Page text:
The Journal of Communication and Media Studies offers an annual award for newly published research or thinking that has been recognized to be outstanding by members of the Communication and Media Studies Research Network.
The regulation of media, which is an important sector within broad cultural economy, runs into substantive difficulties when it interfaces with competition regulation. In this paper, the Greek experience on media regulation is discussed as a research input for the development of a theoretical approach that involves competition analysis. This discussion takes place in relation to similar international developments with a special focus on the Australian experience. In the Greek case, serious attempts to regulate aggressive media groups based on their market share and their involvement in other forms of business have failed because of incompatibility with competition law and erroneous restrictive regulation for political reasons. Therefore, the relation between media, family businesses, and cross-ownership schemes must be examined further. An analytical approach is proposed through the development of a basic model of private benefits for media based on core cross-ownership theory. The model demonstrates that cross-ownership schemes in the media can produce inefficient economic outcomes with high agency costs. The paper focuses on the possible interface of the media policy with the competition policy and the need to separate those two processes, since competition policy fundamentally addresses economic outcomes while media regulation deals with non-economic ones. Still, to the extent that the media are dominated by family businesses and cross-ownership schemes that are involved in other businesses, they can produce ineffective economic outcomes and agency costs in exchange for large private benefits (in the case of Greece, mainly from public contracts). Thus, the development of regulation on media requires a greater level of sophistication on the part of policy-makers so that the difficulties stemming from cross-ownership can be successfully addressed.
Much of my interest in writing this article comes from developing my research in behavioural economics and its impact on culture change. For example, in my 2015 book, The Political Economy of Status: Superstars, Markets and Culture Change I demonstrate the importance of visibility and media in modern socio-economic trends because the media, as a cultural and creative industry, facilitates relative comparisons, strategic considerations and preference formation for consumers and investors.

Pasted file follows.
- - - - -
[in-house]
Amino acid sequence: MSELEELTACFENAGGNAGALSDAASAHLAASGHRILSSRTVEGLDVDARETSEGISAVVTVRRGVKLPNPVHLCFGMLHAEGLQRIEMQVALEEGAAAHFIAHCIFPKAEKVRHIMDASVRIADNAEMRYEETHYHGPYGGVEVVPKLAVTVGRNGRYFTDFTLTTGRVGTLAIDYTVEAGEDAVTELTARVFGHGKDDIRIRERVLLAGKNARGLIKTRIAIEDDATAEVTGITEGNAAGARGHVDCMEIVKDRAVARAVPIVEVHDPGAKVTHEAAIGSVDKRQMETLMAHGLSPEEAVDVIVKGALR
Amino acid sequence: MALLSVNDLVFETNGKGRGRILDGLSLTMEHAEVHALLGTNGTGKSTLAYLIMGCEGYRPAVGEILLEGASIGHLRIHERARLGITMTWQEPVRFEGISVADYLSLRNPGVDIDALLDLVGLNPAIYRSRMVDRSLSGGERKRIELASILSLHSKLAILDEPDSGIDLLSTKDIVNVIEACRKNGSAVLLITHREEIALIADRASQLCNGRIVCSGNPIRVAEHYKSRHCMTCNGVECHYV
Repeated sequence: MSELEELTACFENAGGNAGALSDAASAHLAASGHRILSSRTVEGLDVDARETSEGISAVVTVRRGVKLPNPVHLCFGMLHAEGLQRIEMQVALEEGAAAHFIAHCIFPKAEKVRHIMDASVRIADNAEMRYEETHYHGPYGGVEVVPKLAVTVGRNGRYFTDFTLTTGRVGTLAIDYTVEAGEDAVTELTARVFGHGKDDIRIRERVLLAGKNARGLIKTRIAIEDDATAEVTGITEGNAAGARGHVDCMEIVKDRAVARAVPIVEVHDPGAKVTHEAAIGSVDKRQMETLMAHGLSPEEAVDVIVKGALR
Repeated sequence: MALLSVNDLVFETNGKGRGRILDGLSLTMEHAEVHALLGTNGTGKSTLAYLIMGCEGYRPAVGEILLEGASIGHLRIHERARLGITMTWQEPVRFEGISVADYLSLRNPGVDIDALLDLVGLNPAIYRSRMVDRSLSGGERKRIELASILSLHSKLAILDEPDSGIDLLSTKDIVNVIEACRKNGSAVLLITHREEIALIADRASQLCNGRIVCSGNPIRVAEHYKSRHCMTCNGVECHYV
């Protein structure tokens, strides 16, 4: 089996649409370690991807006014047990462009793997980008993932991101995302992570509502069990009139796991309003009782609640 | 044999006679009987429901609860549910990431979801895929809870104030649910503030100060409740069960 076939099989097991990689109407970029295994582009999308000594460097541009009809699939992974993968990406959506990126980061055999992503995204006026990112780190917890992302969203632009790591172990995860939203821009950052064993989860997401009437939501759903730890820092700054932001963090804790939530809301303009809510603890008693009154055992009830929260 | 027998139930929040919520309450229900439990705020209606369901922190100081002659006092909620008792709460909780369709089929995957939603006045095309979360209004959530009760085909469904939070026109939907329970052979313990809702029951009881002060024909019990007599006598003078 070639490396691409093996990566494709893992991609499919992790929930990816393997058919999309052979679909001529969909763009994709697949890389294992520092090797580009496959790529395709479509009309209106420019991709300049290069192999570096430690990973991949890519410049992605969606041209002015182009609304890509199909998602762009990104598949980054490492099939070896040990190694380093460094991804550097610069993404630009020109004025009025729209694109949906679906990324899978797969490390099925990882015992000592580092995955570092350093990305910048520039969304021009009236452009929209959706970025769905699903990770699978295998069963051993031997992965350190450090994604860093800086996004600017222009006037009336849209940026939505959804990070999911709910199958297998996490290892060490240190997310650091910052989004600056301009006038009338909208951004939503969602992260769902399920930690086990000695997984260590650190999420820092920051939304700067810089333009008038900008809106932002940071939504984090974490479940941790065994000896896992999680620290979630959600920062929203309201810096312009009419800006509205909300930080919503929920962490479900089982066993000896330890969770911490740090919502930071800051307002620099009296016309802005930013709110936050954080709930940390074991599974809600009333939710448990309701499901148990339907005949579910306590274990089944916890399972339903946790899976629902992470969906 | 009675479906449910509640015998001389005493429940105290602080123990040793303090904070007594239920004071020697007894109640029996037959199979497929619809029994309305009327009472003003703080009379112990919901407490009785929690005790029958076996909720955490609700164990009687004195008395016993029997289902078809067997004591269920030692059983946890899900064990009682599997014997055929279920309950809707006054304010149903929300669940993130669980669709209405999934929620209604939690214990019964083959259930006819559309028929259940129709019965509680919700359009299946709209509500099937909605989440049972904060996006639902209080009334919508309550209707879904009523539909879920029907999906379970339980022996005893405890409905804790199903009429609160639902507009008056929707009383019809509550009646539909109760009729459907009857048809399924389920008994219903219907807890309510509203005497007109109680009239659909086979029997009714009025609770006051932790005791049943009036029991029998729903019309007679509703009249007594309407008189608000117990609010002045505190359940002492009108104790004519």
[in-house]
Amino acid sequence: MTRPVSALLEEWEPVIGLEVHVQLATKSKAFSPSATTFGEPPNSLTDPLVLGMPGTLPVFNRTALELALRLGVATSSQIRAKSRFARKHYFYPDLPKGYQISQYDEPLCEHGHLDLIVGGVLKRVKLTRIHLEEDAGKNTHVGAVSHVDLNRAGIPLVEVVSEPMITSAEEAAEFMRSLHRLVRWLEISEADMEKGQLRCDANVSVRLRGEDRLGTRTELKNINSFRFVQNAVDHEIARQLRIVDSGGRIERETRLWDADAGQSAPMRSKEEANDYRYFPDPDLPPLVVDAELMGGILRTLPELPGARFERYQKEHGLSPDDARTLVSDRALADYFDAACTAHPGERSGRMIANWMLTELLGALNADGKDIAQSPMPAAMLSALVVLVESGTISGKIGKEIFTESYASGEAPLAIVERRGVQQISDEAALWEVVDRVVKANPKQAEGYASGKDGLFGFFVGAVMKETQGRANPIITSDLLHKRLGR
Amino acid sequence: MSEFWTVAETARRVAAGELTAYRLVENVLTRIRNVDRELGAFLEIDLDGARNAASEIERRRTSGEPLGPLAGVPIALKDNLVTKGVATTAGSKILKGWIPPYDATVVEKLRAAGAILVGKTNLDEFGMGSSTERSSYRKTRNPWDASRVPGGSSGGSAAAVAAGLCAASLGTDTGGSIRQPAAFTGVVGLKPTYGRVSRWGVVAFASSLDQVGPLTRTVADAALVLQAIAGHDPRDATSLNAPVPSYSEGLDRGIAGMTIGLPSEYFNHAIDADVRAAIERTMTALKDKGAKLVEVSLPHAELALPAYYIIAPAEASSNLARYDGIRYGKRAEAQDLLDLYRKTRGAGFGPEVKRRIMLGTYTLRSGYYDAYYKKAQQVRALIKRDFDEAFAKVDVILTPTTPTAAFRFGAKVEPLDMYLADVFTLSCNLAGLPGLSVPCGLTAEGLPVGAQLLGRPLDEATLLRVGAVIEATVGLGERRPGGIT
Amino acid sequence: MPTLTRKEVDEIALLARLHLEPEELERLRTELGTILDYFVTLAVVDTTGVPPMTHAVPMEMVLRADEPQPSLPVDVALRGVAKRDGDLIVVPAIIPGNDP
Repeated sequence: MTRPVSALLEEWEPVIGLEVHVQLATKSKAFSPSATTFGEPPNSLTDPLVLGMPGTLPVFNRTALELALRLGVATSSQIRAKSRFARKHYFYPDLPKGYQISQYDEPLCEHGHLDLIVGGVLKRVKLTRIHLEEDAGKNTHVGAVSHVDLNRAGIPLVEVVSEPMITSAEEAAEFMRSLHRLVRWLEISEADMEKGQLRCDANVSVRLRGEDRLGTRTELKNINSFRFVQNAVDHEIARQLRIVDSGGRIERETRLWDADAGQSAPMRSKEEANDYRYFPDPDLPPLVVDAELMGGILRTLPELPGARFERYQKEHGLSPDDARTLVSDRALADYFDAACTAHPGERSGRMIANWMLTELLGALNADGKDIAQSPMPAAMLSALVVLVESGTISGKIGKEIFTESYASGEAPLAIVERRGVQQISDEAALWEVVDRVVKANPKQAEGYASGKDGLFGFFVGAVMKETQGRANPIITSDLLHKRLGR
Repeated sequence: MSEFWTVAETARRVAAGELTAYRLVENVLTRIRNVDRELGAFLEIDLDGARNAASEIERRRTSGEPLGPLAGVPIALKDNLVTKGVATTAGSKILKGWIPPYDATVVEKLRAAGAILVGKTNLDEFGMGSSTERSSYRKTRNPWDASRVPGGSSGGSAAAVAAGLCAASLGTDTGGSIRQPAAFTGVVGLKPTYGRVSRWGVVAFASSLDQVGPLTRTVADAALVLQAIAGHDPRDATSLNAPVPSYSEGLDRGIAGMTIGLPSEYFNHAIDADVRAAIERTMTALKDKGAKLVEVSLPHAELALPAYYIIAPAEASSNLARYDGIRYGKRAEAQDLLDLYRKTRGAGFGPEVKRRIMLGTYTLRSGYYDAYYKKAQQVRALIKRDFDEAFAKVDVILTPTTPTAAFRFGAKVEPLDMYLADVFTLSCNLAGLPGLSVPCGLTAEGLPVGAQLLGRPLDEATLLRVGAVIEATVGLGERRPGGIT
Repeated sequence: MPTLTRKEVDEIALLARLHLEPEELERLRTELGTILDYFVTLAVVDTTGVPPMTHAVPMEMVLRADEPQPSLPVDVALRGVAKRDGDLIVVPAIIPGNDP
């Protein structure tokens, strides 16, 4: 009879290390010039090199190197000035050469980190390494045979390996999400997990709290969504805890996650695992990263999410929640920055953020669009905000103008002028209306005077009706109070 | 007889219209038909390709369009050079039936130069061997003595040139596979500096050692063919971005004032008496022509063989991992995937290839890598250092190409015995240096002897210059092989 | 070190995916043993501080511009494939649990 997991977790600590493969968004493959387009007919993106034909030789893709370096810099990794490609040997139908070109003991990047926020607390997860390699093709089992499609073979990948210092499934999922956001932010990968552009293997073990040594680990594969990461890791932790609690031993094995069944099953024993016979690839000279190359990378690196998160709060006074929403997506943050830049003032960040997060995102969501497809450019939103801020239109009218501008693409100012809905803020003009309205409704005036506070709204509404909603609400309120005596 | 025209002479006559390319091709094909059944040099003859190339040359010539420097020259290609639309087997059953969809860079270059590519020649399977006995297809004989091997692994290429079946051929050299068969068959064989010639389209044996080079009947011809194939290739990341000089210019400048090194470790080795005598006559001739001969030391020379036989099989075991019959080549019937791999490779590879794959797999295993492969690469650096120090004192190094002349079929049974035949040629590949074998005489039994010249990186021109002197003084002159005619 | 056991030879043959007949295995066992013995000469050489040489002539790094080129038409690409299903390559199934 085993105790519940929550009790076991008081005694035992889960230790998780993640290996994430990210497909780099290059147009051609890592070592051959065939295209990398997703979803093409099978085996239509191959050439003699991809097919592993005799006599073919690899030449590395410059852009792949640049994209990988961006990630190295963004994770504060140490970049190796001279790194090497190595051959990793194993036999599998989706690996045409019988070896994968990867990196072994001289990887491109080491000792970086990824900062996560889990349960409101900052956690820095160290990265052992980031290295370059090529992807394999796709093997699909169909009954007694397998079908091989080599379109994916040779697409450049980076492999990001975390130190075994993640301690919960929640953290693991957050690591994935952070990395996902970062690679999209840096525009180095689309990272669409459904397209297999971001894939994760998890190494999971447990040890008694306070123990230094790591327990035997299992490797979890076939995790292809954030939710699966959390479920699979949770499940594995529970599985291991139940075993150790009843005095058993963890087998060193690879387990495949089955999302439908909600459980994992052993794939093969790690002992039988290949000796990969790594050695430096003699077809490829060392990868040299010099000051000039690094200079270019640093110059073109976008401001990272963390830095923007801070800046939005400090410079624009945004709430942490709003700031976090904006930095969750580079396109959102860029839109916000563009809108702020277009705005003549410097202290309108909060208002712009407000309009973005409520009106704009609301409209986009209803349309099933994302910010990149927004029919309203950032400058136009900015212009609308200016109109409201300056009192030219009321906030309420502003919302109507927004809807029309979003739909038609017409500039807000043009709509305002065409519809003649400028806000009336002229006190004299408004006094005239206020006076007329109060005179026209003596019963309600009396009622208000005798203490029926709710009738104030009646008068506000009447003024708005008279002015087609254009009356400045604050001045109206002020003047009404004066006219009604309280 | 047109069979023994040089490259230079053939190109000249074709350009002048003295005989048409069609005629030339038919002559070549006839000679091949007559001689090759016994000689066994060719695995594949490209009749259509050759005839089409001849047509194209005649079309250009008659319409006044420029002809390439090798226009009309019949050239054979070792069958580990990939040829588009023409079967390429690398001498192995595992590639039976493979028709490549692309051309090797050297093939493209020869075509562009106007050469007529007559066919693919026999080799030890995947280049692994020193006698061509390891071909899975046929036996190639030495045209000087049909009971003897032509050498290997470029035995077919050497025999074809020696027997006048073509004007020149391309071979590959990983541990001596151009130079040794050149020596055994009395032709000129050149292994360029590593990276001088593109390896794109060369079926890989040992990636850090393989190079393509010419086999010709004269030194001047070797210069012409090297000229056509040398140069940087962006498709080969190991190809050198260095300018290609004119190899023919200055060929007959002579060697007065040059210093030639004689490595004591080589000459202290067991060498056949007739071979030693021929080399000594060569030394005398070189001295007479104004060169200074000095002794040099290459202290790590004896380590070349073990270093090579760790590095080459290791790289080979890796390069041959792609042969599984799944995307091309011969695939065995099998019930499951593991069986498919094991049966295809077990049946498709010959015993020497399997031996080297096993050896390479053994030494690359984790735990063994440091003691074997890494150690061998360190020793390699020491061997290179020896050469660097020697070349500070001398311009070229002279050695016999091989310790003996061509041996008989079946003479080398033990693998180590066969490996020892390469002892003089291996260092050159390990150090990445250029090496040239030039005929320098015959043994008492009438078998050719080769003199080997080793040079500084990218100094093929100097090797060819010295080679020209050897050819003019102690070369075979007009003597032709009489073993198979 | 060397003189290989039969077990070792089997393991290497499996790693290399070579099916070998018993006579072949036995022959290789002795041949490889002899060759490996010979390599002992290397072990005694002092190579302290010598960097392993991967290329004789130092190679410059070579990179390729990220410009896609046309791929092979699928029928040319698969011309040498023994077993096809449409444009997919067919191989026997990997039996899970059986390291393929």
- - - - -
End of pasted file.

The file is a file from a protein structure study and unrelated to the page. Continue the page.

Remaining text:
Institutional cultural change is a growing area of research in the context of regulation, such as the competition framework. The advantages and difficulties for promoting competition culture has been a fundamental concern for contemporary competition authorities around the world. Culture change implementation must be incorporated into the strategic planning of regulatory authorities to mitigate the risk of possible policy erosion or bottlenecks. However, institutional culture change in the area of competition is often resisted because of the idiosyncrasies, which are specific to the media.
The academic and professional literature concerning the relation of regulation of media and the framework of competition is somewhat focused more on particular elements of media regulation rather than examining the interdependence between media regulation and competition. Cross-ownership schemes provide an opportunity to build an integrative perspective. My article discusses the Greek experience on media regulation and develops a theoretical approach based on competition analysis. This study takes place in relation to similar international developments with a special focus on the Australian experience. More precisely, the article develops an analytical approach, which demonstrates that cross-ownership schemes in the media can interfere with the political process and produce inefficient economic outcomes with high agency costs in exchange for large private benefits (in the case of Greece, mainly from public contracts). Thus, the examination of suitable regulation on media requires a greater level of attention and sophistication on the part of competition policy-makers than what has been practiced so far.
This article is one of several steps that I have undertaken in my research to analyze the importance of cultural change management in the economic sphere. Besides building a comprehensive analytical framework, the article offers a practical platform for recommendation building by competition policy-makers so that the difficulties stemming from cross-ownership can be successfully identified and addressed and relevant culture change policies for the regulation of media can be implemented. Those recommendations can raise awareness also on several aspects of the policy-making process including societal and political stakeholders concerned with the status quo. Finally, those already engaged as practitioners in cultural and creative industries such as the media can hopefully be benefited also from new stimulating information to evaluate and improve their current practices.
—Theodore T. Koutsobinas